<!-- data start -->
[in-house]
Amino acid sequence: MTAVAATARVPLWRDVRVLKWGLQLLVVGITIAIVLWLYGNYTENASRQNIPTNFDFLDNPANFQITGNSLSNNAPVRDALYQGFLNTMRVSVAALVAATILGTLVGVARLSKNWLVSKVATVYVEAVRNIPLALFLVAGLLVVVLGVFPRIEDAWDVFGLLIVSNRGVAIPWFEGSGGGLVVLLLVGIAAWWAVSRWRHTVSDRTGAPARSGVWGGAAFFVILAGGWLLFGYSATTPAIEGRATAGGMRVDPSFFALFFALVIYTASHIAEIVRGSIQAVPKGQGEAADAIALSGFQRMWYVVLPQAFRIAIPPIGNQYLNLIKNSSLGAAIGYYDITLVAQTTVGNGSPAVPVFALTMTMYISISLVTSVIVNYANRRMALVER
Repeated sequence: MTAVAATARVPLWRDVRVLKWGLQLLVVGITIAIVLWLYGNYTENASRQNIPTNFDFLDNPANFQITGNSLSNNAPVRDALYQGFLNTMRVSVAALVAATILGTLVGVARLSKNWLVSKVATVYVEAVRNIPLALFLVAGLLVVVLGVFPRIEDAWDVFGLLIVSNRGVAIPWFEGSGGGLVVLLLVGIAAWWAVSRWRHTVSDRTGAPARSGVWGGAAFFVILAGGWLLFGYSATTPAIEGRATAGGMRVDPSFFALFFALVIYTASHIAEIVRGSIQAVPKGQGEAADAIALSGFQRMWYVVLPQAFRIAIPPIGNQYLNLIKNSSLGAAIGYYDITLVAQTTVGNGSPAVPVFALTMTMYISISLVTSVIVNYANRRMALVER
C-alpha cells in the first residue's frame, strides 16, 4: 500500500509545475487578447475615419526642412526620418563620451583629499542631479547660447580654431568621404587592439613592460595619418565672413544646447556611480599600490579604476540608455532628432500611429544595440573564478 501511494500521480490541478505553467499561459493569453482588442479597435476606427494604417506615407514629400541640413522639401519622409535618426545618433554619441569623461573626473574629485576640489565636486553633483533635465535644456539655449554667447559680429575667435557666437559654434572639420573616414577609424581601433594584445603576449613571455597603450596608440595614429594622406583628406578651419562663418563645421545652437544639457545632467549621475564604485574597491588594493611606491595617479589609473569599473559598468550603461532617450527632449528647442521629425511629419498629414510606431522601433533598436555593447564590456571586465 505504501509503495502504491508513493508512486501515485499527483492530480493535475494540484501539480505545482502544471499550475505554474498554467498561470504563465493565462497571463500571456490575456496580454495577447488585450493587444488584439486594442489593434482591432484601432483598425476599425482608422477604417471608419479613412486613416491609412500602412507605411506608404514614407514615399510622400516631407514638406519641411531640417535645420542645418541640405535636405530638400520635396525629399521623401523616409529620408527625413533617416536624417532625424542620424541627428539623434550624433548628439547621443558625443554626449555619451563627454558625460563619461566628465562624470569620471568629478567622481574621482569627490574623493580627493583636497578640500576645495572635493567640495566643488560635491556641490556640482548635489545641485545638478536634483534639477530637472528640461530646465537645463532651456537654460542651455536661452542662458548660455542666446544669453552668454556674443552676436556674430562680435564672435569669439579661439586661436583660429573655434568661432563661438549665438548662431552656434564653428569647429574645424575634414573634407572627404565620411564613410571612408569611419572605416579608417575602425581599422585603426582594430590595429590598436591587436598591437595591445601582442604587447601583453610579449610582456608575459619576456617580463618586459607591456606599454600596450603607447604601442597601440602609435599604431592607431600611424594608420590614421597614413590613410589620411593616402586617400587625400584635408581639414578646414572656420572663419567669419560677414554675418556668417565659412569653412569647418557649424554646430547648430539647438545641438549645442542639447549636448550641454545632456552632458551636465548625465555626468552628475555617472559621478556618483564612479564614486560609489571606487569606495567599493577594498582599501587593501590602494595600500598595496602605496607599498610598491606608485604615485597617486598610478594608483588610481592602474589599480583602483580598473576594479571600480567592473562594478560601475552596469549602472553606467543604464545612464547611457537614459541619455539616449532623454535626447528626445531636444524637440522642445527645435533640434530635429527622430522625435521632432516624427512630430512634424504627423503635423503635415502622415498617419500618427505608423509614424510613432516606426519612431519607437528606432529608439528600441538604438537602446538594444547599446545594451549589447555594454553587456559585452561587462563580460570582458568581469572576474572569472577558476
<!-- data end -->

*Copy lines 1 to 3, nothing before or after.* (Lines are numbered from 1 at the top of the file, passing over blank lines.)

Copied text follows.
[in-house]
Amino acid sequence: MTAVAATARVPLWRDVRVLKWGLQLLVVGITIAIVLWLYGNYTENASRQNIPTNFDFLDNPANFQITGNSLSNNAPVRDALYQGFLNTMRVSVAALVAATILGTLVGVARLSKNWLVSKVATVYVEAVRNIPLALFLVAGLLVVVLGVFPRIEDAWDVFGLLIVSNRGVAIPWFEGSGGGLVVLLLVGIAAWWAVSRWRHTVSDRTGAPARSGVWGGAAFFVILAGGWLLFGYSATTPAIEGRATAGGMRVDPSFFALFFALVIYTASHIAEIVRGSIQAVPKGQGEAADAIALSGFQRMWYVVLPQAFRIAIPPIGNQYLNLIKNSSLGAAIGYYDITLVAQTTVGNGSPAVPVFALTMTMYISISLVTSVIVNYANRRMALVER
Repeated sequence: MTAVAATARVPLWRDVRVLKWGLQLLVVGITIAIVLWLYGNYTENASRQNIPTNFDFLDNPANFQITGNSLSNNAPVRDALYQGFLNTMRVSVAALVAATILGTLVGVARLSKNWLVSKVATVYVEAVRNIPLALFLVAGLLVVVLGVFPRIEDAWDVFGLLIVSNRGVAIPWFEGSGGGLVVLLLVGIAAWWAVSRWRHTVSDRTGAPARSGVWGGAAFFVILAGGWLLFGYSATTPAIEGRATAGGMRVDPSFFALFFALVIYTASHIAEIVRGSIQAVPKGQGEAADAIALSGFQRMWYVVLPQAFRIAIPPIGNQYLNLIKNSSLGAAIGYYDITLVAQTTVGNGSPAVPVFALTMTMYISISLVTSVIVNYANRRMALVER